SBE isn’t the only education platform taking on this new model either. SLR Lounge currently has a Premium Membership plan that is very similar in structure. You essentially sign up for the year and then you get access to all the content they have to offer. The main difference between SBE and SLR Lounge is that they both are teaching different styles of photography. While SBE is primarily focused on studio-style portraits, SLR Lounge’s primary focus is on more location-based portraits (from weddings to headshots to maternity). Another key difference between SBE and SLR Lounge is that you can only access SBE with their subscription model. But for SLR Lounge, you have the ability to buy a single course outright if you rather not gain access to the entire catalog. This is great if you already have a handle on how to shoot a wedding but maybe want to up your game when it comes to lighting.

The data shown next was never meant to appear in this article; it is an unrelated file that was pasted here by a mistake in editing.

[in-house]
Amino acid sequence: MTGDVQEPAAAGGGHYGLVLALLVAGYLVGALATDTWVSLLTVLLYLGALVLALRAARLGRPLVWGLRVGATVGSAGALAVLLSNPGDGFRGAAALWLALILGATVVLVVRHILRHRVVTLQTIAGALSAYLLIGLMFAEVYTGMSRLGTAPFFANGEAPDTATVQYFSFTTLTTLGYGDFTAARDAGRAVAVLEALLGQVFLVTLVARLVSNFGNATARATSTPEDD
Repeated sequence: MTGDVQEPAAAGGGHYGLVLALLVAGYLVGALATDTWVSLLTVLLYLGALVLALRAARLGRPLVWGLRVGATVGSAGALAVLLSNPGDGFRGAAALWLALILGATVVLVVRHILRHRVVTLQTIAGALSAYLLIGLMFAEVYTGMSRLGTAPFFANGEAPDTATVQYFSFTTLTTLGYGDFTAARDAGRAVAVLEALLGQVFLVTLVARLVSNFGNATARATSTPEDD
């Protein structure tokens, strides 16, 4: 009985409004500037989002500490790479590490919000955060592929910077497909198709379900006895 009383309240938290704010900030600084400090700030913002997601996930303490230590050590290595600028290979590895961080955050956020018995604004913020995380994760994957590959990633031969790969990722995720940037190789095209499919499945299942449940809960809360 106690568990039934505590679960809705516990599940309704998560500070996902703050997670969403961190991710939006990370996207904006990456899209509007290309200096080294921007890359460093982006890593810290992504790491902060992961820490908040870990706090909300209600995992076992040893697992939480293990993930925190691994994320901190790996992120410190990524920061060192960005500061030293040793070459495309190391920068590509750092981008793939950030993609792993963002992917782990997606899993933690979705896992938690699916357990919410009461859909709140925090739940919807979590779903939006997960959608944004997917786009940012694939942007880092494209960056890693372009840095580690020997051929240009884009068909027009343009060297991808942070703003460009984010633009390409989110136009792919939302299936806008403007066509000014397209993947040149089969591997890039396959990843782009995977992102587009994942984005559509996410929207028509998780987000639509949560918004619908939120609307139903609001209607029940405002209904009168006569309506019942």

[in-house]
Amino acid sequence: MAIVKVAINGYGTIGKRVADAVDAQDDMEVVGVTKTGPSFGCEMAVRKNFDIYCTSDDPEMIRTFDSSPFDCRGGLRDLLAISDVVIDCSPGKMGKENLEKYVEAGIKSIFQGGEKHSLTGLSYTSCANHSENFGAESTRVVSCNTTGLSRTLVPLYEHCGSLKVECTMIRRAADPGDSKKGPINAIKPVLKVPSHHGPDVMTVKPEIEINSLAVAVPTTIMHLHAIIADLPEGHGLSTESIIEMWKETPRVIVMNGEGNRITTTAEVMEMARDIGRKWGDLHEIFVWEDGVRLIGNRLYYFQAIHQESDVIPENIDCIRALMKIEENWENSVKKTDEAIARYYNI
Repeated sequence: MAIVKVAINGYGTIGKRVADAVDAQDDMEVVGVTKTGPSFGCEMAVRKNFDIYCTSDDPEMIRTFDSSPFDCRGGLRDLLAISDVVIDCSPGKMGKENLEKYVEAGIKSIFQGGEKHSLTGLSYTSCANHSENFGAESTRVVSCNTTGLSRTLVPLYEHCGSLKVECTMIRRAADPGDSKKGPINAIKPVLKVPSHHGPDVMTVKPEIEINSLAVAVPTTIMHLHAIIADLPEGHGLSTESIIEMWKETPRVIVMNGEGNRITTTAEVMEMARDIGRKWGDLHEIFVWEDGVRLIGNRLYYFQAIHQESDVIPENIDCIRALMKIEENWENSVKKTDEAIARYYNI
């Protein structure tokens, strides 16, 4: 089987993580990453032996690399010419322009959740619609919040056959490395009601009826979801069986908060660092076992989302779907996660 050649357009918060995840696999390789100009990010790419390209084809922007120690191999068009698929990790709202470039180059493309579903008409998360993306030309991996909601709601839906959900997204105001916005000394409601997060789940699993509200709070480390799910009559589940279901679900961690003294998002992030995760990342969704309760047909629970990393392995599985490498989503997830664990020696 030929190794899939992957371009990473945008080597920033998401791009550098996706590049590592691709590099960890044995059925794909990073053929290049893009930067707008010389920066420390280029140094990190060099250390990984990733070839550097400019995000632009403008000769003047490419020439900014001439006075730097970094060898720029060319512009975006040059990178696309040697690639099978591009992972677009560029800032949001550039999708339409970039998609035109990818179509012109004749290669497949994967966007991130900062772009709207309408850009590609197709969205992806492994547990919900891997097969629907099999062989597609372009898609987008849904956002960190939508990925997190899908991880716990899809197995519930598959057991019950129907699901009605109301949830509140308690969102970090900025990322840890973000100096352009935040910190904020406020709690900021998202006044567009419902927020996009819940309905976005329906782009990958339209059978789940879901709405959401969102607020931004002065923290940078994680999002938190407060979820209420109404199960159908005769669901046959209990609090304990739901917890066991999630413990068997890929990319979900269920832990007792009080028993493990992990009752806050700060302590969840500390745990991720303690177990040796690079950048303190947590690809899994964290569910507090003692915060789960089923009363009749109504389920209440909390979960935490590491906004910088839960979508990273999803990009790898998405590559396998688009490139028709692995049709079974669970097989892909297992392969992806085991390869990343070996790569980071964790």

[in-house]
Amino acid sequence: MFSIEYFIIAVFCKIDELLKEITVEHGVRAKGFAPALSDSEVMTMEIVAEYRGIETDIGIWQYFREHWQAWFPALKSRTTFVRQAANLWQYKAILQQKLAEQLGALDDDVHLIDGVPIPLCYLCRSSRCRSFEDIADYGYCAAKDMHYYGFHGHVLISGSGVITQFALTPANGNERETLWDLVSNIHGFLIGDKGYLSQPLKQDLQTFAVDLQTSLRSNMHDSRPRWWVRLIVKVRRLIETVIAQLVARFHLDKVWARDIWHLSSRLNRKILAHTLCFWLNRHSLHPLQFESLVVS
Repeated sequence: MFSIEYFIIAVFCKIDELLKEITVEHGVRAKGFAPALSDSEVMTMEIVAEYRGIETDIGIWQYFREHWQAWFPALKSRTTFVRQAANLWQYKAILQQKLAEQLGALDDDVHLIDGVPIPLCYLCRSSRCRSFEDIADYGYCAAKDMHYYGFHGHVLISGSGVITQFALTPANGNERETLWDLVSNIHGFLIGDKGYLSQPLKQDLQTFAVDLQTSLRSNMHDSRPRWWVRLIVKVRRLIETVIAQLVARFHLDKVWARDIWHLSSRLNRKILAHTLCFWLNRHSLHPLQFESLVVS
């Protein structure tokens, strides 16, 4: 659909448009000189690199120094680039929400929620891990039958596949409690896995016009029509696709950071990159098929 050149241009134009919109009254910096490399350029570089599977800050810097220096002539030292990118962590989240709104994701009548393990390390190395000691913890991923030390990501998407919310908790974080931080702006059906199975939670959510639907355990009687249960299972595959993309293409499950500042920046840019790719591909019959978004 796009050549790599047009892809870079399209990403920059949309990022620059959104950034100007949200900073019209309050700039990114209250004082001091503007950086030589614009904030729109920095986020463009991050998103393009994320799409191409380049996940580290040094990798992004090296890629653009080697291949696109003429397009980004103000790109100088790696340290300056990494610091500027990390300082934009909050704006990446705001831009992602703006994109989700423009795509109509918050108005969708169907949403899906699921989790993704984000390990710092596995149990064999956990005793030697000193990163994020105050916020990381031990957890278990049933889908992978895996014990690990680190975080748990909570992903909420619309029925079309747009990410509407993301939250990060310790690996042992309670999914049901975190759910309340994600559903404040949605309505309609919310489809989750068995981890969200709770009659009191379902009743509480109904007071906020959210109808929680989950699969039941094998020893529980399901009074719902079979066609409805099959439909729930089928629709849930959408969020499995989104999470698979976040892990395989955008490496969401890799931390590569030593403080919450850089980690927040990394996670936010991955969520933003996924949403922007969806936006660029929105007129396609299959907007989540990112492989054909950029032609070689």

One of the ways SBE handles this subscription-only model versus being able to buy an individual course is with their partner brand Portrait Masters. So while you can access SBE with the subscription, they also offer extra courses that you can buy individually. These courses are relatable to the SBE content, but are more so a way to have different subject matter experts share their expertise. Courses like Lara Jades Fashion Photography or Kara Maries Boudoir Series. Another example is that you can learn a ton of retouching through the SBE content. Enough to do everything you would need to do as a photographer. But if you want to learn what it takes to be a professional retoucher, the Portrait Masters content offers an in-depth class from the master retoucher, Pratik Naik. Similarly, while SBE has a general focus on studio-style portraits, they just released a new Portrait Masters course entirely about location lighting by Felix Kunze.